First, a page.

George Rickey’s metal forms caught the light and shifted in the wind. By that summer, he had shown them worldwide from Osaka to Berlin. In 1978, Maxwell Davidson met George Rickey for the first time at Rickey’s studio in East Chatham, N.Y.
Davidson had opened his New York gallery 10 years before, and that summer, Rickey showed his work close to home — Chesterwood, the historic house and studio of Daniel Chester French, the sculptor of the Lincoln Memorial, hosted its first contemporary sculpture show with regional artists and brought in two of Rickey’s works.
When Davidson first saw George Rickey’s forms in glinting etched aluminum, the Berkshires and New York State were growing a core of kinetic sculpture. In the country of old mills and cheap studio space, art and industry, beauty and engineering were overlapping, as some of the country’s foremost sculptors set up shop here — Alexander Calder, David Smith, Ellsworth Kelly.
The roots are still here, and some have struck shoots. This summer and fall, in Rickey’s honor, Chesterwood and the Maxwell Davidson Gallery are working together for the first time. Maxwell and his son, Charles Davidson, have curated Chesterwood’s 40th-anniversary contemporary summer show: a dozen works of kinetic sculpture in aluminum and steel by some of the best-known sculptors in the field. And several of them have Berkshire ties.
Pedro S. de Movellán, one of the best-known kinetic sculptors in the world today, lives and works a few miles away in West Stockbridge. His aluminum and steel loops in turquoise and lime swivel on machine-grade bearings on French’s lawn.
“He makes everything himself,” Maxwell says. “He could build a car in his studio. I’ve never seen so many lathes.”
The Davidsons feel Rickey’s influence in his work. Son of an architect and an abstract painter, de Movellán started working in college, says Charles, who has co-written a book about him. de Movellán considered engineering, he says, and turned to art as a sophomore at UMass.
“No one else today makes sculpture in the range he does,” Charles said, indoor work in wood and metal, abalone and mother-of-pearl … A boat-builder and woodworker, de Movellán has made furniture and learned clockwork mechanisms. His early work often used wood and magnets, but as he turned toward outdoor kinetic sculpture he turned toward aluminum and steel.
For a sculpture to move freely outdoors, Charles explains, it has to stand up to changes in temperature and humidity without losing its delicate balance. Even hardwoods that can stand up to the weather will respond to it, swelling in the heat and shrinking in the cold, and they may warp or tilt in time.
In his outdoor work, de Movellán often uses steel and automotive paint in David Smith’s style, with his own sense of color and shape.
Rickey also felt Smith’s influence, Maxwell says, and Calder’s as well. He came to his artistic career and his East Chatham studio later in life, with an engineering bent. His rectangles and trapezoids drift in a light breeze, turning at an angle to each other and drawing planes and cones in the air. He set them in what he called eccentric motion, Charles says — they look as though they will collide, but they never do.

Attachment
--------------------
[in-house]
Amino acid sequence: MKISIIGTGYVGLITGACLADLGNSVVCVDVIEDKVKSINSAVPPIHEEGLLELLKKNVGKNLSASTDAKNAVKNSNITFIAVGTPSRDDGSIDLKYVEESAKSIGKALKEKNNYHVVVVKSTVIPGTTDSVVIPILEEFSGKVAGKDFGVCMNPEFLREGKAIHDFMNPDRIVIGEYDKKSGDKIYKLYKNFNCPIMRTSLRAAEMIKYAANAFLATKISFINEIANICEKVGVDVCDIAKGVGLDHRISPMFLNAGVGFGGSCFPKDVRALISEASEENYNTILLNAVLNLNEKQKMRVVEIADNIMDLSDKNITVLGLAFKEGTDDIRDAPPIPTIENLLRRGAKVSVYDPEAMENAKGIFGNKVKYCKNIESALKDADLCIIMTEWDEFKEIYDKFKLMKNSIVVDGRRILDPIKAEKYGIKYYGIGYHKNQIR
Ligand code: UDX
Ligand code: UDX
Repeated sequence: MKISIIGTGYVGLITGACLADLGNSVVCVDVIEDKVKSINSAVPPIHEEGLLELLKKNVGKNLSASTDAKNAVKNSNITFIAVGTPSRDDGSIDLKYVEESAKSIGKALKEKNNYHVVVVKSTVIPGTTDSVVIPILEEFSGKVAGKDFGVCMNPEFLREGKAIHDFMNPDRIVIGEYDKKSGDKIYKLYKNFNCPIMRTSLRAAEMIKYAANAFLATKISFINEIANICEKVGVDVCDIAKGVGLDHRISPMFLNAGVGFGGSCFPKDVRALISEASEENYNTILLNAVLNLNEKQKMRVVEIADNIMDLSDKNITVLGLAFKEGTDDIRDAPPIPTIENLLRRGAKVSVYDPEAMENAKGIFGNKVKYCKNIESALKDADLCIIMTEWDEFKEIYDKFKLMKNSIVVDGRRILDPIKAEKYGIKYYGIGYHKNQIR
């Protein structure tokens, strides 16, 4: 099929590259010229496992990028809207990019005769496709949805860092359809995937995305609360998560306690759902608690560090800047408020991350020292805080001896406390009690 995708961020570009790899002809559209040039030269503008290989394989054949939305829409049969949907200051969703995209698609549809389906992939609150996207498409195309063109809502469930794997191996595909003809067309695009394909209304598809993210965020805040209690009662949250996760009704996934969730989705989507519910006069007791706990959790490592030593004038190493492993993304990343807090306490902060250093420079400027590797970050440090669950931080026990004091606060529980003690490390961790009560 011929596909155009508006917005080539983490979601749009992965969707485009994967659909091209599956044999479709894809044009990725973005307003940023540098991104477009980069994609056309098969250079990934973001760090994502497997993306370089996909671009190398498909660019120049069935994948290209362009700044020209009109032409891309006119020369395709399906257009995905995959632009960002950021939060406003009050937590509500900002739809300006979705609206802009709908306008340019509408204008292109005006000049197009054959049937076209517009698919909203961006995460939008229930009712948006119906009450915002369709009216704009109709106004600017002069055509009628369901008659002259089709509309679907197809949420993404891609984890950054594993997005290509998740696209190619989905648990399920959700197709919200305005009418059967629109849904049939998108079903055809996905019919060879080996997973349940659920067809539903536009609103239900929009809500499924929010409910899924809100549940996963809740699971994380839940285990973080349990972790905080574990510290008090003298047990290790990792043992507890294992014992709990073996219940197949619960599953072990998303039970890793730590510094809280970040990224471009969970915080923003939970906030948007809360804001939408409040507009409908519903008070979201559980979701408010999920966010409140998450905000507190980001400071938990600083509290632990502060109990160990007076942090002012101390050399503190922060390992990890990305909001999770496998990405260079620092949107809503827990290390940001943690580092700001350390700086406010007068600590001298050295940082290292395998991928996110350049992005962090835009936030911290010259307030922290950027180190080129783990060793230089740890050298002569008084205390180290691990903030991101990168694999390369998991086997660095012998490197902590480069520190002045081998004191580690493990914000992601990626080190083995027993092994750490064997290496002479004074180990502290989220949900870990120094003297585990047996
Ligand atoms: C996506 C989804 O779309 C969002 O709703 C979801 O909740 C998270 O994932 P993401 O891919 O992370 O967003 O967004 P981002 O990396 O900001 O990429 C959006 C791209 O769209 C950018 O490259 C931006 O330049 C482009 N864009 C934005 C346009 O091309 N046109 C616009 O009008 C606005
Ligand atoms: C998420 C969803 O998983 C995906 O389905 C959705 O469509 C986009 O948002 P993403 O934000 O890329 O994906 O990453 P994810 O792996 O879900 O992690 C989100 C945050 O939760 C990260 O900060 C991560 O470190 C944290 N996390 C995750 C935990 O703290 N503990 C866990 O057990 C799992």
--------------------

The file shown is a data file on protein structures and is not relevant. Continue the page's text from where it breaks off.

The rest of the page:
Matthew and Phoebe Bender, who live in the Albany area, have lent Rectangle and Square, Unfolding, Gyratory for the Chesterwood show; it has stood for years on their own lawn, they said, revolving quietly through the seasons, meeting wild turkeys and snow.
Phoebe remembers George sitting and looking at it there. He told her, “you’re looking at the piece. I look at the shadow.”
The shadows of right angles move on the grass, and light catches on the polished surfaces. Rickey ground metal sheets with an emery wheel, Maxwell says. It etched the surface like brush strokes, and the textures shine.
His first piece stands near French’s garden, and his second below the studio, framing the mountains across the way. Often the artists chose the sites, says Donna Hassler, director of Chesterwood. For those no longer living, she and Charles walked the grounds, talking over settings and the size of the works. They have kept the works close to the house and studio, in open spaces, where the breeze can move them.
Many of the works lift, spin and rotate. But some are stabiles, balanced but not freely moving. One of the most recognized sculptors in the show has a stationary work — Alexander Calder appears with a mid-sized maquette (model) for Crossed Blades.
Many of Calder’s outdoor pieces keep still, Charles said; his indoor works rely on a catenary system of overhead wires and pieces hanging from each other, and his system would not stand up to the elements outdoors. He compared the solid arch of his work and the whimsey of his indoor mobiles to Rickey’s freely orbiting shapes.
Rickey himself could have done so too. Though Calder did not appear in the first Chesterwood show, he and Rickey knew each other’s work, and Calder, too, once set his feet in the Berkshires. He lived for a time in Richmond, Mass., close by East Chatham, where his parents had a house on Swamp Road. (The Berkshire Museum included him in a regional show in the 1930s and bought two of his early works in 1931, maybe the first of his works bought by a museum.)
So this genealogy of sculptors has grown. While David Smith was working in a factory in Schenectady and turning scrap metal into sculpture in his hayfield, Calder and Rickey and others were developing this new form, and laying the groundwork for the forms that have developed today. And they stand on these lawns on hot afternoons, around French’s studio and his marble busts — massive metal abstract shapes that feel as heavy as anchor chain and yet light enough to move at a touch.
Image at the top: George Rickey kinetic sculpture at Chesterwood, summer 2018, photo by Kate Abbott. This story first ran in Berkshire Magazine in August 2018; my thanks to Anastasia Stanmeyer.